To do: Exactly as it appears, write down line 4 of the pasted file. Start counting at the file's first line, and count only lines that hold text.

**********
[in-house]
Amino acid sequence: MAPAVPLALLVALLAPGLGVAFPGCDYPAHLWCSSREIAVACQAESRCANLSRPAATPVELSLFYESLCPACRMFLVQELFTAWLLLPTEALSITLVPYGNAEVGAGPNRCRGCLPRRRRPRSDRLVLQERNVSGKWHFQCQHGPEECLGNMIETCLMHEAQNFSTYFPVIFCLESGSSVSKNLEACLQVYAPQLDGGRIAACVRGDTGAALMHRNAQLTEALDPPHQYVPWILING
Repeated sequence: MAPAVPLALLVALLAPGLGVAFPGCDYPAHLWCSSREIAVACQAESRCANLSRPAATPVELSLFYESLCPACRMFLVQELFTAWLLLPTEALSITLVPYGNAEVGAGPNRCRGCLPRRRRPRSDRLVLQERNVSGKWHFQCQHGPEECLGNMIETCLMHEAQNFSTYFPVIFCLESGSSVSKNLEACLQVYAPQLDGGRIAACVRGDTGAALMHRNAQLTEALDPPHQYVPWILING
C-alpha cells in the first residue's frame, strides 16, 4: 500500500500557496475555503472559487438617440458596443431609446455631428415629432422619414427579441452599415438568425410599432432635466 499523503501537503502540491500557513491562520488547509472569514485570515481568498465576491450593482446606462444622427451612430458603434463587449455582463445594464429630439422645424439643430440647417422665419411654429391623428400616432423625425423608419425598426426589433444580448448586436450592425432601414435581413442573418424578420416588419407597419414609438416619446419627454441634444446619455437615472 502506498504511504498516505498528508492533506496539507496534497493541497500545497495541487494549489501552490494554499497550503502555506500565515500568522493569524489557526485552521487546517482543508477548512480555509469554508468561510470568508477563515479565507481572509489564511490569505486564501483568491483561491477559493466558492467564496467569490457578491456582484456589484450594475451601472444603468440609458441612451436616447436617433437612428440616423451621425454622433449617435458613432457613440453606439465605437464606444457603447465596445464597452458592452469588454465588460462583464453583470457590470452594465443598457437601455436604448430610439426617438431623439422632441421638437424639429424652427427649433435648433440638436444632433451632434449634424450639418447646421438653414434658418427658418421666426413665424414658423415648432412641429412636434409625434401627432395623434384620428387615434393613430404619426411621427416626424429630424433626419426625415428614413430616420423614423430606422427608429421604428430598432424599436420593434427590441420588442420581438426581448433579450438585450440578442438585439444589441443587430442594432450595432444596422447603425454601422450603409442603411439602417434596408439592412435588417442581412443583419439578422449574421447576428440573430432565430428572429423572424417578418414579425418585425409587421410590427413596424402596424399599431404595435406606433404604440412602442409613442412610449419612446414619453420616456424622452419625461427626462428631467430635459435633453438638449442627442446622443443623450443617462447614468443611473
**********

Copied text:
C-alpha cells in the first residue's frame, strides 16, 4: 500500500500557496475555503472559487438617440458596443431609446455631428415629432422619414427579441452599415438568425410599432432635466 499523503501537503502540491500557513491562520488547509472569514485570515481568498465576491450593482446606462444622427451612430458603434463587449455582463445594464429630439422645424439643430440647417422665419411654429391623428400616432423625425423608419425598426426589433444580448448586436450592425432601414435581413442573418424578420416588419407597419414609438416619446419627454441634444446619455437615472 502506498504511504498516505498528508492533506496539507496534497493541497500545497495541487494549489501552490494554499497550503502555506500565515500568522493569524489557526485552521487546517482543508477548512480555509469554508468561510470568508477563515479565507481572509489564511490569505486564501483568491483561491477559493466558492467564496467569490457578491456582484456589484450594475451601472444603468440609458441612451436616447436617433437612428440616423451621425454622433449617435458613432457613440453606439465605437464606444457603447465596445464597452458592452469588454465588460462583464453583470457590470452594465443598457437601455436604448430610439426617438431623439422632441421638437424639429424652427427649433435648433440638436444632433451632434449634424450639418447646421438653414434658418427658418421666426413665424414658423415648432412641429412636434409625434401627432395623434384620428387615434393613430404619426411621427416626424429630424433626419426625415428614413430616420423614423430606422427608429421604428430598432424599436420593434427590441420588442420581438426581448433579450438585450440578442438585439444589441443587430442594432450595432444596422447603425454601422450603409442603411439602417434596408439592412435588417442581412443583419439578422449574421447576428440573430432565430428572429423572424417578418414579425418585425409587421410590427413596424402596424399599431404595435406606433404604440412602442409613442412610449419612446414619453420616456424622452419625461427626462428631467430635459435633453438638449442627442446622443443623450443617462447614468443611473